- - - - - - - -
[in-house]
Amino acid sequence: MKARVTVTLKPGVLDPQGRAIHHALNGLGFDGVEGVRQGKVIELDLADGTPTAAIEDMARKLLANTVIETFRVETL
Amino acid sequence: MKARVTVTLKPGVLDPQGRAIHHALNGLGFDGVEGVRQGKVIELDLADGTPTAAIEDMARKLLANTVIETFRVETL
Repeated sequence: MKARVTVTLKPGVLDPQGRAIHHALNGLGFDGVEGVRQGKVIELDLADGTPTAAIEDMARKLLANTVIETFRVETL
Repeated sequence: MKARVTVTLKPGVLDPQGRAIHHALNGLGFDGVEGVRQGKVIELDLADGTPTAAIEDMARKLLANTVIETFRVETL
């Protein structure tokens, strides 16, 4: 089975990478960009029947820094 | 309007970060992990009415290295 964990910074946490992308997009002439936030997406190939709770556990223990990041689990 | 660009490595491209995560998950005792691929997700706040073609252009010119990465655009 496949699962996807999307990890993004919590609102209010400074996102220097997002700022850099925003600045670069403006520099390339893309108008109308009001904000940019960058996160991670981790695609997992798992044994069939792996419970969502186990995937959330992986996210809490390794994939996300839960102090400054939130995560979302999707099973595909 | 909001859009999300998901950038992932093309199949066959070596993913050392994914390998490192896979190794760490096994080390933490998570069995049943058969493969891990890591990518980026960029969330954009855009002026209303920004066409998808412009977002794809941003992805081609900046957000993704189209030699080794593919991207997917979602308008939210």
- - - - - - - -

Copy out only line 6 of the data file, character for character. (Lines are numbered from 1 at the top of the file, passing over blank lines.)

């Protein structure tokens, strides 16, 4: 089975990478960009029947820094 | 309007970060992990009415290295 964990910074946490992308997009002439936030997406190939709770556990223990990041689990 | 660009490595491209995560998950005792691929997700706040073609252009010119990465655009 496949699962996807999307990890993004919590609102209010400074996102220097997002700022850099925003600045670069403006520099390339893309108008109308009001904000940019960058996160991670981790695609997992798992044994069939792996419970969502186990995937959330992986996210809490390794994939996300839960102090400054939130995560979302999707099973595909 | 909001859009999300998901950038992932093309199949066959070596993913050392994914390998490192896979190794760490096994080390933490998570069995049943058969493969891990890591990518980026960029969330954009855009002026209303920004066409998808412009977002794809941003992805081609900046957000993704189209030699080794593919991207997917979602308008939210």